Women from some small towns and remote villages of Maharashtra are defying several stereotypes as they gear up for their journey towards becoming electricians and taking on a profession that is considered to be highly male-dominated.
Women from some small towns and remote villages of Maharashtra are defying several stereotypes as they gear up for their journey towards becoming electricians and taking on a profession that is considered to be highly male-dominated. Interestingly, many of these women come from places that don’t even have access to electricity until today.
These 21 young women form the first batch of Industrial Training Institute in Thane and they will graduate in August this year.
Picture for representation only. Source: Flickr
“Initially my mother was worried about letting me study to become an electrician, but I convinced her. I had never seen a washing machine or a microwave, I was fascinated with these appliances and wanted to know how they work,” Jyoti Baviskar who joined ITI in 2014 told The Times of India.
The fee in ITI is Rs 2,000 for students under reservation and Rs 3,000 for open category students. For their two-month training programme, the batch worked with Tata Power Training Institute in Kalyan where they were given training on simulators.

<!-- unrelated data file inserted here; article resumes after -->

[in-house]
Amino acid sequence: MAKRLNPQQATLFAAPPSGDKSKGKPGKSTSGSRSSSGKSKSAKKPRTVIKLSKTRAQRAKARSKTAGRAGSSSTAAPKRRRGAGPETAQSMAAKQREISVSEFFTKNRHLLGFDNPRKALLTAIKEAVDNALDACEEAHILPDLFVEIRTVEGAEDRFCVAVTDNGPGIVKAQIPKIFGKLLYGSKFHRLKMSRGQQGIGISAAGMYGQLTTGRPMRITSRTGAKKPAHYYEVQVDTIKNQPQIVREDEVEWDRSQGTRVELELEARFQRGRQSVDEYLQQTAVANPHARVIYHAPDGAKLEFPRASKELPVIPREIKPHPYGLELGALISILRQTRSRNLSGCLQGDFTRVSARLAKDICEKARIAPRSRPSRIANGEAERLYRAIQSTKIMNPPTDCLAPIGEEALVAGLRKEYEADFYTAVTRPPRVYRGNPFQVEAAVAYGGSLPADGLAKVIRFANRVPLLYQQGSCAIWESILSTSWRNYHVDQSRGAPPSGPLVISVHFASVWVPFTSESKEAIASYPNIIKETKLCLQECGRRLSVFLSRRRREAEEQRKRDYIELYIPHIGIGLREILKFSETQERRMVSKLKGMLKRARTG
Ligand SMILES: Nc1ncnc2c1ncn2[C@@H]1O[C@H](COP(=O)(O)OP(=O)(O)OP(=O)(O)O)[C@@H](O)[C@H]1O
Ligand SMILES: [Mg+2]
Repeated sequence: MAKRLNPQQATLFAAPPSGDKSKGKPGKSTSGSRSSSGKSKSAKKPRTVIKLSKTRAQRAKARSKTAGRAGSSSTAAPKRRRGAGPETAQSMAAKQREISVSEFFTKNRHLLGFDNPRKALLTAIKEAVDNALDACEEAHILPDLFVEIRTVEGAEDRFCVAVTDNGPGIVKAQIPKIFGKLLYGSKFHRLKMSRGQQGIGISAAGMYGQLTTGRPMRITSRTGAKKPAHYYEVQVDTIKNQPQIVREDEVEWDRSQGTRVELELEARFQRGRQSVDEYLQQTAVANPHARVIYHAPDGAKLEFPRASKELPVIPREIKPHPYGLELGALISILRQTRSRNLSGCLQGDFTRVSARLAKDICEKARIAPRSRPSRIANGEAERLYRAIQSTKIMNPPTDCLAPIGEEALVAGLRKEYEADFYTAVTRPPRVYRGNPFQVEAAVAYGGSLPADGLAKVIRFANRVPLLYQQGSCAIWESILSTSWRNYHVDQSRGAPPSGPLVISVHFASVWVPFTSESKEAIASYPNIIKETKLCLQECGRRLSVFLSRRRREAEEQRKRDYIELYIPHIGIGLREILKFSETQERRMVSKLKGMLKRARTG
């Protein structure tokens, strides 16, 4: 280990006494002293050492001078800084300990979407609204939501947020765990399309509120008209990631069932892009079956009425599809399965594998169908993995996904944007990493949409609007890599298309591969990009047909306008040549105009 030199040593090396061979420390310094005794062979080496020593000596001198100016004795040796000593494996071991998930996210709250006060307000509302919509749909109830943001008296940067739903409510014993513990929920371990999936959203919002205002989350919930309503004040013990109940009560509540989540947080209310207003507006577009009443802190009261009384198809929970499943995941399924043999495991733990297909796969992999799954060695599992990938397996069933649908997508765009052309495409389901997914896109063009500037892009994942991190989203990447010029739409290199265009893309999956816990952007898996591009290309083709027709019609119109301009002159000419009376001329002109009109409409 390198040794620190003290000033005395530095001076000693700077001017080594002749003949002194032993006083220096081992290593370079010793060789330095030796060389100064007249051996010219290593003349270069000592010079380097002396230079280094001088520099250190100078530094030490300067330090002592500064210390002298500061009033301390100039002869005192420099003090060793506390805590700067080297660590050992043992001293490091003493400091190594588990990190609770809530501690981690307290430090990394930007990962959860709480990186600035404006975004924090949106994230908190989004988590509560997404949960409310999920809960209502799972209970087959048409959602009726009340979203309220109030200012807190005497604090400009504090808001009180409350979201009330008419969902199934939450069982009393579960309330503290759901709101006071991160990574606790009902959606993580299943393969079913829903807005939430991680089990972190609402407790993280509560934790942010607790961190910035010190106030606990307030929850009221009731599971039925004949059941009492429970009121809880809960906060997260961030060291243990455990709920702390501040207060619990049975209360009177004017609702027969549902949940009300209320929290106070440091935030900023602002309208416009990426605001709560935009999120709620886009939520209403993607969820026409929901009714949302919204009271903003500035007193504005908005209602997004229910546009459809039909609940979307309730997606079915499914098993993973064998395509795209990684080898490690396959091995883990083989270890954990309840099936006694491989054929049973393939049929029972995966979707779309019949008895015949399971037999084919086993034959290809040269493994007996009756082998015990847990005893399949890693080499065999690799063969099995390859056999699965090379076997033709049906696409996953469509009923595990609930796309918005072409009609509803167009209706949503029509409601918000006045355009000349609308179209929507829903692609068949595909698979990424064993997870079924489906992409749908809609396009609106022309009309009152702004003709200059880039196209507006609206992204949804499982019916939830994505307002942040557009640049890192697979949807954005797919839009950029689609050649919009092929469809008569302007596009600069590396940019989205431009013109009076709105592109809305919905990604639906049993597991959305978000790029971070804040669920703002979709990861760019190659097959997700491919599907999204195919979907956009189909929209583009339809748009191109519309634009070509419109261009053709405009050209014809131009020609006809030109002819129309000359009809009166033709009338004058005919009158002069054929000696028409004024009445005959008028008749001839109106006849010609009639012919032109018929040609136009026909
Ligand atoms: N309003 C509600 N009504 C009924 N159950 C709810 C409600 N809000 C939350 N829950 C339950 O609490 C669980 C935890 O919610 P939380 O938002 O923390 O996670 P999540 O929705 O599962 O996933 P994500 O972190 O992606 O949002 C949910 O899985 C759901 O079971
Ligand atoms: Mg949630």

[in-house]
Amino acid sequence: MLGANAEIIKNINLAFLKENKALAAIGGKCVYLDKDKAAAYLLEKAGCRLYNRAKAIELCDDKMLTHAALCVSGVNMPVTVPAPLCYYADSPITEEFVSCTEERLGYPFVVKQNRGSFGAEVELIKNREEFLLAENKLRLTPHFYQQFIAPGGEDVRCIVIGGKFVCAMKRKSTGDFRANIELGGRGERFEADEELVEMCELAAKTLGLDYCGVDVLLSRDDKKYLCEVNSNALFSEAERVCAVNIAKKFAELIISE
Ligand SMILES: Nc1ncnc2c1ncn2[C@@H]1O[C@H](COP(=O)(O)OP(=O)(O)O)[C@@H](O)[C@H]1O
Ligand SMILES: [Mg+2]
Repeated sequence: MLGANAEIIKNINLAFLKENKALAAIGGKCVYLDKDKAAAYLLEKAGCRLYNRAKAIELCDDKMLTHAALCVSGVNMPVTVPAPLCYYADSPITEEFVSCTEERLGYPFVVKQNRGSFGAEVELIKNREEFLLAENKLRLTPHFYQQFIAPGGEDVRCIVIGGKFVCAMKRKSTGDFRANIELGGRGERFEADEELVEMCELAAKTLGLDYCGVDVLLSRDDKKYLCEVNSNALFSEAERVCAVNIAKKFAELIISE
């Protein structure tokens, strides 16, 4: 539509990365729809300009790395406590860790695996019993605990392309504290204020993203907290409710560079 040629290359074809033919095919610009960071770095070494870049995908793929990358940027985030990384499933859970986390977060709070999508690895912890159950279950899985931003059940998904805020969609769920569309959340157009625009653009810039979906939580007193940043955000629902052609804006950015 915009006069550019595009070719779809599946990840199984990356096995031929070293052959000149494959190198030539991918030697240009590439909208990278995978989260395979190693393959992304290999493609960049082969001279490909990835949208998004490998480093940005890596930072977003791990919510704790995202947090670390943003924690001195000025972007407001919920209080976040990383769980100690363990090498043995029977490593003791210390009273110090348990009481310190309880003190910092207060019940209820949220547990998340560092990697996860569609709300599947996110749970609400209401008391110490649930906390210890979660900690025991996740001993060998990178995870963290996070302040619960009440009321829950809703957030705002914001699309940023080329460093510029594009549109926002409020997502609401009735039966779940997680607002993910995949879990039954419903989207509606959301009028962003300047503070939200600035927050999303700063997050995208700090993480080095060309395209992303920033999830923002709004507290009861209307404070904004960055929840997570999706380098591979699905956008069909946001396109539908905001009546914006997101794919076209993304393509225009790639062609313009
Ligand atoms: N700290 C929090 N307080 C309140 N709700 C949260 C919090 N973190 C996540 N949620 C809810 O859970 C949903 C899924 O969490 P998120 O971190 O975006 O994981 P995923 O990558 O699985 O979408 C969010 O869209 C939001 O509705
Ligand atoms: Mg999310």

At the end of the course, the students will get the National Council on Vocational Training certificate and after graduation, they will be tied up with a company for one-year apprenticeship.
“For the training sessions we were shown out to handle heavy installations like a power sub-stations and conductors. Our trainers said that there were very few girls who work as electricians and it made me very proud,” said Ashwini Pandhare, a final year student.
According to Jyoti Lohar, principal of the Kopari, ITI, the graduates will be entitled to licenses from the Public Works Department (PWD), which will help them find employment as electrical supervisors. She also said that the trend in career choices of women seems to be changing as more women are now willing to take up jobs that are usually considered difficult.
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In order to encourage more women to take up this profession, the state government is planning to setup virtual classrooms and invite experts from all fields for the lectures.